Editorial note: Having good health in our middle and later stages in life means changing our mindset around how we approach physical and mental health when we are young. This two-part series explores how we can set ourselves up for success by talking with Transformative Coach & Advisor Danielle LoDuca.
Who doesn’t want to be healthy in their middle and later years in life? But how many of us have the time and fortitude to put healthy practices in place when we are young to help us facilitate strong health as we age?
Transitioning into middle age and progressing into the golden years can be a journey that is as harrowing as it is empowering; the perspective one adopts and the preparatory steps one takes are what shape this pivotal chapter of life. When I embraced the age of fifty, it initially struck me hard, but I chose to seize control, prioritizing my health and mental well-being.
As I’m nearing my third year in this fascinating decade, reflections surface on things I wish I had embraced in my forties and even younger to brace for the inevitable physical and emotional shifts that have come in my fifth decade of life, such as the aches, pains and profound changes of experiencing an empty nest and the loss of older family members.
This revelation led to a poignant and enlightening conversation with Transformative Coach & Trusted Advisor, Danielle LoDuca, focusing on the proactive steps my Muslim sisters can undertake in their “youth” to gear up for middle age and beyond. Danielle offered rich insights and advice on embracing this stage with vigor, ensuring optimal health and mental well-being.
Danielle had so many wonderful things to share that we’re going to break this up into two posts, with this focusing on empowering women to navigate through middle age with resilience and fostering a holistic approach to well-being.
Holistically Transitioning into Middle Age
Layla: Addressing the transition into middle age requires a holistic approach to health and wellness, especially for women in their 40s who might face unique health challenges and transformations. A paramount concern revolves around discerning and emphasizing the most crucial aspects of health and wellness that can aid women in navigating this significant life phase with grace and vigor. The physical, emotional and mental alterations during this period necessitate a heightened focus on specific elements, such as maintaining a balanced diet, regular exercise, mental health, hormonal balance, and regular health check-ups.
Danielle explains how these components are pivotal in fortifying the body’s resilience and maintaining optimal well-being.
Danielle: Entering into our 40’s and beyond often includes some fear, uncertainty and even a bit of sadness or grief. So much value is placed on youth in our society. We’re sold anti-aging creams, hair dye and even surgical options to combat the visibility of aging. This way we are conditioned to believe that growing older and becoming a middle-aged woman makes us less beautiful, less valuable. Unless you live in a culture that celebrates older age and reveres the elderly, you’ve most likely succumbed to this belief on some level.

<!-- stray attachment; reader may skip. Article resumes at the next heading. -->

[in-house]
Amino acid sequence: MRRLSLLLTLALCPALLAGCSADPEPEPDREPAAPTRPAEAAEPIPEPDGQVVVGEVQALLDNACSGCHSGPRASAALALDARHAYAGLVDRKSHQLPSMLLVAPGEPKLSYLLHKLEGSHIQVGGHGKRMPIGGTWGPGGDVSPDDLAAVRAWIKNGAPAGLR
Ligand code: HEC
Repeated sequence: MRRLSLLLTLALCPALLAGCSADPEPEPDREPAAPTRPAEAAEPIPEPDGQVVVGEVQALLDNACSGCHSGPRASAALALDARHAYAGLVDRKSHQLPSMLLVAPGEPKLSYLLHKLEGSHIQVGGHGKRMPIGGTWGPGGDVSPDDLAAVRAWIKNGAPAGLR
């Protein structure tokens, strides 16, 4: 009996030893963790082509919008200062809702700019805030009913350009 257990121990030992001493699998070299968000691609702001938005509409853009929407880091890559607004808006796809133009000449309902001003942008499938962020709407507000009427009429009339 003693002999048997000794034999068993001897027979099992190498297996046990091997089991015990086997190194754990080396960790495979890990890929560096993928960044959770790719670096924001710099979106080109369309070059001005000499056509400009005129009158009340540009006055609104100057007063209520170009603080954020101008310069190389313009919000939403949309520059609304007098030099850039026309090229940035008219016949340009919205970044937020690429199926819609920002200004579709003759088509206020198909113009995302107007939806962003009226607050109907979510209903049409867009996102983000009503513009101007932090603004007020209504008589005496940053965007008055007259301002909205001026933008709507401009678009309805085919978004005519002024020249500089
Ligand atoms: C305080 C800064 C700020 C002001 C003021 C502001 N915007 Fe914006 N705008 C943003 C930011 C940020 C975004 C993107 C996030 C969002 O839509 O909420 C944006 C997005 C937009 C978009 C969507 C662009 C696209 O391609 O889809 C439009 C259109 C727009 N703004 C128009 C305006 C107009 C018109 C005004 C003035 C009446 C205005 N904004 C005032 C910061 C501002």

That’s why the most critical aspect of health and wellness as we transition into middle age is the way we think about it. A major reason so many people suffer ailments, disease, weakness, weight gain and more actually starts with how we think about ourselves and what’s possible for us as we age.
It’s important to look for all the ways you’ve grown as a person, to value the awareness and wisdom you’ve cultivated. It’s also incredibly important that we understand that our lives aren't over and that so much more can be awaiting us.
*A study done in 1981 showed that physiological markers such as height, weight, gait, flexibility, cognition, memory, physical strength and more can improve by merely thinking of oneself as younger – even within a short five-day period. This demonstrates the power of our thoughts and expectations.
So the first step to caring for yourself and prioritizing your wellness as you age is to become aware of your own thoughts and beliefs, then trade the ones that aren’t serving you and the healthy, vital life you desire for thoughts and beliefs that do.
This isn’t always easy to do on your own, so I always recommend hiring a coach or other advocate who can help you unravel the limiting beliefs and habitual thoughts that are sneakily holding you back from living your best life. I’ve worked with women who lost inches from their waists and were able to do things they didn’t imagine were possible purely by working on their thinking.
*Reference for the study mentioned: 1. E. J. Langer, Mindfulness (Reading, MA: Addison-Wesley, 1989); E. J. Langer, Counter Clockwise: Mindful Health and the Power of Possibility (New York: Ballantine Books, 2009).